We Can Live Without Gold, We Can’t Live Without Water

28 Jul

Today, the 28th July, is the Peruvian National Holiday, and everything that reaches me via the news solely concerns the issues of legal and illegal gold mining in Perú. I feel that I can’t blog about anything else at the moment, because it’s my country, it’s happening not far away from me, and I know that you, my dear readers, are in countries far away – which is exactly why I feel it is my duty to bring Perú closer to you.

I spent the last few hours informing myself as best as I could about the mining projects. I will post the websites, podcasts and photos onto this post so that I may give you a basic overview of what is happening… and if you are interested, you can follow up on the links to inform yourselves.

The Peruvian president Ollanta Humala is under pressure because today, the 28th July, marks his first anniversary in office, and the Peruvian people feel he hasn’t kept his major campaign promise: to bring the profits of Peru’s natural resources back to the people.

current Peruvian president Ollanta Humala

The Two Issues:

1 – The Conga Mining Projectis a project expansion of Yanacocha, the biggest gold mine in South America, owned by the US-based Newmont Mining Corporation, which will take place near Cajamarca.

The problem with the Conga Project is that it will destroy water resources, and while Newmont is promising the people of Cajamarca artificial water resources, they are protesting that the destruction of the water resources will harm their agriculture and basically: their right to water, sanitation, etc. The people of Cajamarca are currently on a hunger strike, demanding that the Conga Project be cancelled. The debate of the Conga Project has lead to several ministers resigning, the president announcing a “state of emergency” and the death of several protesters.

Here is a very informative website (in English) by the campaigners against the Conga Project: http://congaeuropa.wordpress.com/la-campana/  It will tell you all you need to know about the mining project and the campaign against it. It’s a fantastic overview, please read!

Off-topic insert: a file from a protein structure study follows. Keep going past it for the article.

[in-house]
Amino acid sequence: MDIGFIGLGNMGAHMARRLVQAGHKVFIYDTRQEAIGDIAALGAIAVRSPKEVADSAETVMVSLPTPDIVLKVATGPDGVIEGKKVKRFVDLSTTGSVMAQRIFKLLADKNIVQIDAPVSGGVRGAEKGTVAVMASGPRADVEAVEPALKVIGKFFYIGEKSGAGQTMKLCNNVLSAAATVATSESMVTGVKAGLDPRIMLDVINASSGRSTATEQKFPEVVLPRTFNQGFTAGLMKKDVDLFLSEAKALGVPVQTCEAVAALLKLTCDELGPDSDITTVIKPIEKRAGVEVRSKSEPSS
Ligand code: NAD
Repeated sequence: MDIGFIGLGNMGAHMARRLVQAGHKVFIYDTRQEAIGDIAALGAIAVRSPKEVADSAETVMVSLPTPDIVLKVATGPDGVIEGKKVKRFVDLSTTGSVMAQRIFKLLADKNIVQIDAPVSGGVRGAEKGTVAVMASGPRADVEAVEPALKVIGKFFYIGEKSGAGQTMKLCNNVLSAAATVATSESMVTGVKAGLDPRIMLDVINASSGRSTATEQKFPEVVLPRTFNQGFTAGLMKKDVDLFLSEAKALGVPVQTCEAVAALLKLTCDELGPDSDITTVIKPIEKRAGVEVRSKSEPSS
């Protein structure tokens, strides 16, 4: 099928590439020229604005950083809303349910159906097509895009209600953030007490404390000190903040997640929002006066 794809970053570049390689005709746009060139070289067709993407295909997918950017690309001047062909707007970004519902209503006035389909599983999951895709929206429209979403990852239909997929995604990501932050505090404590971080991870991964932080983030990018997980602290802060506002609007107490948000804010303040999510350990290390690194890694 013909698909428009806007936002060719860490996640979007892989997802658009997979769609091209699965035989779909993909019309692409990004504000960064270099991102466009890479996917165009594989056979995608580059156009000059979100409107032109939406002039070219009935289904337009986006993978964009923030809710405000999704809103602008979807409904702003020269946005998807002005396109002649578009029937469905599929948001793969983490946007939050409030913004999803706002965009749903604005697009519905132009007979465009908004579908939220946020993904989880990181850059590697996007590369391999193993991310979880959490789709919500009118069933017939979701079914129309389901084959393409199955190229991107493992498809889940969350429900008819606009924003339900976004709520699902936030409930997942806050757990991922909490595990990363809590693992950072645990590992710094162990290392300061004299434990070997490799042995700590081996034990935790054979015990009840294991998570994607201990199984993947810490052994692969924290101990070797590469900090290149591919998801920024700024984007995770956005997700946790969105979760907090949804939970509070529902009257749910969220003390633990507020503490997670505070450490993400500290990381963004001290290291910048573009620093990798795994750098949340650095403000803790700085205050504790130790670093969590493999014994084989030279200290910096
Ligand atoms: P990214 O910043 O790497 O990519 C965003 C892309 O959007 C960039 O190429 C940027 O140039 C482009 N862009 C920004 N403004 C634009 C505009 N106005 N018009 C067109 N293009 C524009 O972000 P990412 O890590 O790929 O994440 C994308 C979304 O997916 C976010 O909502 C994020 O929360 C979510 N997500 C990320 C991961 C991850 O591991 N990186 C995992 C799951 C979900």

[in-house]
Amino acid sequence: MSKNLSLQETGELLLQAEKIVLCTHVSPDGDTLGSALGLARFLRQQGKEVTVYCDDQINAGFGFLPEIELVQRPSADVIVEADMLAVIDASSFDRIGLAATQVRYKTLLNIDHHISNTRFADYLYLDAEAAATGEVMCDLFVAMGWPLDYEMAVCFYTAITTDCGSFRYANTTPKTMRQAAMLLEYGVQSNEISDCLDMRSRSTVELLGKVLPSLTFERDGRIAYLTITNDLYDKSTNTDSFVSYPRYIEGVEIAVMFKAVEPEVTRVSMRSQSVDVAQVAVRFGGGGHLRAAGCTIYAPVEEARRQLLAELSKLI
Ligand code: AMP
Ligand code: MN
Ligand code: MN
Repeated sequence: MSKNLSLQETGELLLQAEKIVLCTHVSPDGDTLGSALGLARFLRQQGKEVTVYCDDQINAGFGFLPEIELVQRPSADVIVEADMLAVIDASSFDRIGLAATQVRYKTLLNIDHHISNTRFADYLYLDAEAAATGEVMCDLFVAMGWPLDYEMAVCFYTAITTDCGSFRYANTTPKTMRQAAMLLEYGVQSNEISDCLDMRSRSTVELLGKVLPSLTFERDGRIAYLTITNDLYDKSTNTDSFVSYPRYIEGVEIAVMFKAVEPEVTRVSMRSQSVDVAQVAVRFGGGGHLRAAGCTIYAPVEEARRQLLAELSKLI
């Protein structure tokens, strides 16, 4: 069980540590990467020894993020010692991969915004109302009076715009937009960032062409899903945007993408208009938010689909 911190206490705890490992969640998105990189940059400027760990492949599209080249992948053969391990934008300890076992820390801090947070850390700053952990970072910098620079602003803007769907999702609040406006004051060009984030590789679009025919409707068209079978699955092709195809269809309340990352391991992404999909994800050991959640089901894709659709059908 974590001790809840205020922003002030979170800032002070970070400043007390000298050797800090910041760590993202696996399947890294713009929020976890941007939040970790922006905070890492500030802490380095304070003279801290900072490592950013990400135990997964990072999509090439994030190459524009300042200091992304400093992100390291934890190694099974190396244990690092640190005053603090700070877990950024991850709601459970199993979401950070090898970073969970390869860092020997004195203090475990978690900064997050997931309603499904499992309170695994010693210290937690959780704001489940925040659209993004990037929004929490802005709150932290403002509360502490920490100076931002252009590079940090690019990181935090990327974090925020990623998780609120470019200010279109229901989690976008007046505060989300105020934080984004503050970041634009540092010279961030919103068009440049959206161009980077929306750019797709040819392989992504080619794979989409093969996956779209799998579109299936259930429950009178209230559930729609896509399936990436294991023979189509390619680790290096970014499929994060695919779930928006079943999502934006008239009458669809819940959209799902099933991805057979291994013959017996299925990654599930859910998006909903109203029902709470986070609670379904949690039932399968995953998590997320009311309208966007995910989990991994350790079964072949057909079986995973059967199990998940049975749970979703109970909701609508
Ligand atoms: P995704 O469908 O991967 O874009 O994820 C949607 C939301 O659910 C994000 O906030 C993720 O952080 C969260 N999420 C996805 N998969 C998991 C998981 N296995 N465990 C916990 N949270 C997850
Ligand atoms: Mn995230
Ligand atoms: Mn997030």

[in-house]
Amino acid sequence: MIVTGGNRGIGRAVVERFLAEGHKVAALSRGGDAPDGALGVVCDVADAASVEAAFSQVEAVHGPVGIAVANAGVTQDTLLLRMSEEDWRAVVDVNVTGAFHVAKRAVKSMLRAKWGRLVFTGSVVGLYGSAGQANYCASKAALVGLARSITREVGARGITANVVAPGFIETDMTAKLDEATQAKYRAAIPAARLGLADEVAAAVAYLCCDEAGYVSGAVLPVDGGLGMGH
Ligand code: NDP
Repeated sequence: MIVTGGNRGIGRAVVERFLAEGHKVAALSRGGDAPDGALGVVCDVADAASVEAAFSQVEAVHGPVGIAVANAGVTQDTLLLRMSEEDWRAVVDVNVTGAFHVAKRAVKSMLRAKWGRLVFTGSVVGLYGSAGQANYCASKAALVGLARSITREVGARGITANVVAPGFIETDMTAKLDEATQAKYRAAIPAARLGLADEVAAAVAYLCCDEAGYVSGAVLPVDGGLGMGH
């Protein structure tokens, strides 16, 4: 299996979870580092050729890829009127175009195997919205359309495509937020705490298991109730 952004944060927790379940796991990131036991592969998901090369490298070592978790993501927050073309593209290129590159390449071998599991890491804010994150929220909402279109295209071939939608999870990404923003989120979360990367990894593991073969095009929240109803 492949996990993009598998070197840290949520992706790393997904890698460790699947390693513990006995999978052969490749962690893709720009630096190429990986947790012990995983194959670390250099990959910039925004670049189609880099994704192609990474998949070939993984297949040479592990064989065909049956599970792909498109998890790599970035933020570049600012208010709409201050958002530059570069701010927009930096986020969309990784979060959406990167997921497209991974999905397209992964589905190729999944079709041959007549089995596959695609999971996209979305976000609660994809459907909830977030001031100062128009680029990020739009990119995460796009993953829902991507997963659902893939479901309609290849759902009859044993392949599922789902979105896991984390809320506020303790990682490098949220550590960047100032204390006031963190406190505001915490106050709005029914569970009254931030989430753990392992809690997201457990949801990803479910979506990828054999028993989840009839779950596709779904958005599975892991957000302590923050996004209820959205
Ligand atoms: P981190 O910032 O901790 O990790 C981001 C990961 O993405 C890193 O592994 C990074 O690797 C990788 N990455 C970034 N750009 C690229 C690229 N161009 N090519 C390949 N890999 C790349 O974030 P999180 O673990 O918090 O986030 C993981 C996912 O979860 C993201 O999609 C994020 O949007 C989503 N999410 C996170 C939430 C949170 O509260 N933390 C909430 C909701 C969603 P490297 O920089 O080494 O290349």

If you want to support the campaign against the mining project, you can sign the petition here: http://www.avaaz.org/en/petition/Stop_the_Conga_mining_project_2/

I watched a video of the hunger strike in Cajamarca (follow this link to see it, in Spanish: http://www.youtube.com/watch?v=7zj5BToJJsw), and what moved me the most are the peoples’ hopes for international attention on their problems. Not just by the international press, but by you. I urge you to pass the links, the petition, on to everyone you think may be interested in knowing what is happening.

I also found some interesting art work online, campaigning against the Conga Project:


“You’re poor. If you sell your hills and your lagoon to me, you’ll have money.”

“When the money finishes, I’ll have neither hills nor lagoons.”

“Ignorant idiot!”


Just one picture from the many protest rallies that have occurred all over Peru, including Cusco. If you want to see more, simply google “Conga No Va” (Conga can’t proceed).

“Water belongs to the people and not to Yanacocha”

Having gold, oil, silver, coffee or even cotton is the worst thing that can happen to a country. Growing up in Nigeria, I saw how the abundance of oil brought the country to its knees. I lived there during the dictatorship of Sani Abacha and the disgraceful murder of poet, politician and activist Ken Saro Wiwa by the Nigerian dictatorship and the Shell oil company. If you want to know more, please follow this link: http://en.wikipedia.org/wiki/Ken_Saro_Wiwa

If you want to know more about the pillages of Latin America, I highly recommend Open Veins of Latin America by Eduard Galeano. A fascinating look into the cause of social and cultural poverty in one of the most abundant continents on our planet. Sometimes a bit difficult to read, but very much worth it.


2 – Illegal Gold Mining

When I told my mother that upon returning to Perú, I was planning on travelling straight out to Cusco, she became very frightened. She told me that in the neighboring “departamento” of Madre de Dios, a frantic gold rush was leading to violence. Living in Cusco, I witnessed a few rallies against the Conga Project and mining in general, but life here has been stable and safe.

The BBC published a very good report on the “not so black and white” issues concerning illegal gold mining, which can be read here: http://www.bbc.co.uk/news/world-latin-america-18524330